Notes and referencesEdit

  1. ^ As of March 2009. "Ethiopia ONLF rebels 'seize town'". BBC.com. BBC News. 2009-03-09. Retrieved 2009-03-09.
  2. ^ As of January 2009, the Ethiopian government claims that "the ONLF currently has no armed force in the state while its political existence is facing a great danger." "Senior ONLF leader killed". Walta Information Center. 2009-01-21. Retrieved 2009-03-09.
  3. ^ "Declaration of Unilateral Ceasefire". ONLF. 12 August 2018.
  4. ^ "The current war in Ethiopia". ONLF. 4 November 2020.
  5. ^ a b "Collective Punishment: War Crimes and crimes against Humanity in the Ogaden area of Ethiopia's Somali Regional State" (pdf), Human Rights Watch Report (2008), p. 27
  6. ^ https://www.aljazeera.com/news/2019/04/ethiopia-signs-peace-deal-ogaden-rebels-190413150450692.html
  7. ^ https://unpo.org/article/21380
  8. ^ ONLF and development issues
  9. ^ "Statement announcing the formation of the Alliance for Freedom and Democracy" (Press release). Alliance for Freedom and Democracy. 2006-05-22. Retrieved 2007-04-26.
  10. ^ [1] Archived for subscribers only
  11. ^ "O.N.L.F Statement On Ethiopian Occupation Of Somalia" (Press release). Ogaden National Liberation Front. 2006-08-12. Retrieved 2007-01-08.
  12. ^ a b Blair, David (2007-10-09). "Ethiopia's 'secret war' forces thousands to flee". Telegraph.co.uk. London: Telegraph Media Group. Archived from the original on October 11, 2007. Retrieved 2007-10-30. The rebels recruit most of their fighters from the Ogaden clan, who account for about 2/3 of the region's population. But the authorities are exploiting bitter clan rivalries and arming local militias to fight the ONLF.
  13. ^ Tobias Hagman, "The Political Roots of the Current Crisis in Region 5" Archived 2010-07-16 at the Wayback Machine, published 21 September 2007, Crisis in the Horn of Africa website (accessed 17 November 2009)
  14. ^ "The Perils of the EPRDF Politics Towards the Somali Region" Archived 2011-02-12 at the Wayback Machine, an open letter dated 7 May 2005, signed by "Elders and Intellectuals of the Somali Regional State", published on the Wardheer News website (accessed 5 June 2009)
  15. ^ Mohamed Mohamud Abdi, A History of the Ogaden Struggle for Self-Determination. (United Kingdom: Lightning Source, 2007).
  16. ^ ""Ogaden National Anthem"". Archived from the original on 2013-09-28. Retrieved 2013-04-18.
  17. ^ "Political Programme of the Ogaden National Liberation Front (ONLF)"
  18. ^ Somalis: You "ain't" seen nothing yet Archived 2008-08-29 at the Wayback Machine, Wardheer News website
  19. ^ "Oromo claim of Ogaden". Archived from the original on 2011-07-21. Retrieved 2009-03-04.
  20. ^ Current Official map of Oromia and Ogaden
  21. ^ Ogaden claim of Oromia[permanent dead link]
  22. ^ Thousands flee Ethiopia clashes (BBC News website)
  23. ^ "Ogaden rebels to resist Ethiopian army if it attacks Somali-statement". Sudan Tribune. 2006-11-28. Retrieved 2007-04-26.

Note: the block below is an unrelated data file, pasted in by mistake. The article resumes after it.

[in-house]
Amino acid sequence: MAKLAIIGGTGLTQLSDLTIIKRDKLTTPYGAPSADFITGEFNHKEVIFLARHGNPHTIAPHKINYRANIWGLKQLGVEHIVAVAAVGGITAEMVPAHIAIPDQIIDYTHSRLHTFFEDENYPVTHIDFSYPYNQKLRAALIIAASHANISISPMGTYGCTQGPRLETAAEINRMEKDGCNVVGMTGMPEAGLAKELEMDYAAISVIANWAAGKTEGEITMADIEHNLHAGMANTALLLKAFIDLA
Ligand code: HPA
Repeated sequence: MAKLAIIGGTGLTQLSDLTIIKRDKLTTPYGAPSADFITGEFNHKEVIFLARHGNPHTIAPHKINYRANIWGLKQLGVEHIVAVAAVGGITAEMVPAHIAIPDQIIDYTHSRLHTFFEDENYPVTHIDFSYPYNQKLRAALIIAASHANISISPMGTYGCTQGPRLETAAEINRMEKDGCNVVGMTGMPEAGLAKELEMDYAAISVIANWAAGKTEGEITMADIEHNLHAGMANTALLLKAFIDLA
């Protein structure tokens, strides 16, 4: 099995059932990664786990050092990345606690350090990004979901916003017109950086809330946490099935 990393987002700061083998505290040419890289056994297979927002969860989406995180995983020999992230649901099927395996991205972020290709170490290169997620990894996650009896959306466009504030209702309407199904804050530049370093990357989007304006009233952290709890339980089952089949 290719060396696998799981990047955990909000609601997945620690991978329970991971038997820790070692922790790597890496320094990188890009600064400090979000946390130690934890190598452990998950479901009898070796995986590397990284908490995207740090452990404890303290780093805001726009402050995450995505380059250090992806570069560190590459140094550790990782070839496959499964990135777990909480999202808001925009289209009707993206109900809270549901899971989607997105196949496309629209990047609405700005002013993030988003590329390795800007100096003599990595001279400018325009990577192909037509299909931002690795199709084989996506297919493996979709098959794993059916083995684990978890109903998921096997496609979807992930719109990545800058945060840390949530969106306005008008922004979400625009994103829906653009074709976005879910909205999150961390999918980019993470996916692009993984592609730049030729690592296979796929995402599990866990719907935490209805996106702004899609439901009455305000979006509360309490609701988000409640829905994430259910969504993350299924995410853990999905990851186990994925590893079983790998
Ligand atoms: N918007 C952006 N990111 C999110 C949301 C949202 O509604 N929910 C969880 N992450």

24. ^ "Ogaden rebels destroy Ethiopian military convoy en route to Somalia". Sudan Tribune. 2006-12-24. Retrieved 2007-04-26.
  25. ^ a b "ONLF Statement On Military Operation Against Illegal Oil Facility In Ogaden" (Press release). Ogaden National Liberation Front. 2007-04-24. Retrieved 2007-04-26.
  26. ^ "ONLF rebels attack Ethiopian soldiers in 3 towns". Garowe Online. 2007-01-15. Archived from the original on 2007-01-28. Retrieved 2007-04-26.
  27. ^ "Fallout from war on terror hits Ethiopia; U.S. ally battles its own insurgents" Chicago Tribune, published 9 July 2007 (accessed 17 November 2009)
  28. ^ "Collective Punishment: 'Economic war': Confiscation of Livestock, the Trade Embargo, and Other Restrictions", Human Rights Watch report, 11 June 2008 (accessed 17 November 2009)
  29. ^ Newsweek, January 22, 2008
  30. ^ Gettleman, Jeffrey (2007-04-24). "Ethiopian Rebels Kill 70 at Chinese-Run Oil Field". The New York Times. Retrieved 2007-04-24.
  31. ^ a b c Dr. J. Peter Pham, "Regional dimensions of the human rights and Humanitarian situation in the 'Ogaden', Somalia, and beyond" Archived 2012-11-27 at the Wayback Machine: Testimony before the United States House of Representatives Committee on Foreign Affairs, Subcommittee on Africa and Global Health, October 2, 2007 (accessed 5 June 2009)
  32. ^ ONLF massacre detailed Archived 2007-09-29 at the Wayback Machine
  33. ^ "Ethiopian rebels attack family mourning victim of earlier rebel assault,", Associated Press, April 27, 2007
  34. ^ "Senior ONLF leader Killed" Archived 2009-02-10 at the Wayback Machine (accessed 27 January 2009)
  35. ^ "Ethiopia: Ogaden's ONLF breaks into two factions" Archived 2011-07-13 at the Wayback Machine, Jimma Times, 3 March 2009 (accessed 9 March 2009)
  36. ^ United States House of Representatives Detail report on some of the killings of civilians by ONLF Archived 2012-11-27 at the Wayback Machine
  37. ^ "Rebel throws grenade during ceremony, injuring Ethiopian regional leader", AP wirestory 28 May 2007
  38. ^ Six children killed in the rebel attack[dead link]
  39. ^ Ogaden somalis killed by ONLF
  40. ^ Paul Salopek, "Deadly battle for quixotic prize Vague promise of finding oil drives violence in Ethiopia", 5 August 2007
  41. ^ The government in Addis Ababa puts significantly more money into Ogaden for roads and other services than it receives in taxes[dead link]
  42. ^ "Silence essential in Ogaden" Archived 2008-01-31 at the Wayback Machine, News 24 website, 29 January 2008 (accessed 5 June 2009)
  43. ^ ONLF and "Terrorism double standards" Archived 2009-12-30 at the Wayback Machine, statement by the Ethiopian Ministry of Foreign Affairs
  44. ^ "Ogaden rebels claim capture of seven towns" Sudan Times 15 November 2009 (accessed 16 November 2009)
  45. ^ "Ethiopia denies rebels have captured seven towns", Reuters website, published 16 November 2009 (accessed 17 November 2009)

External linksEdit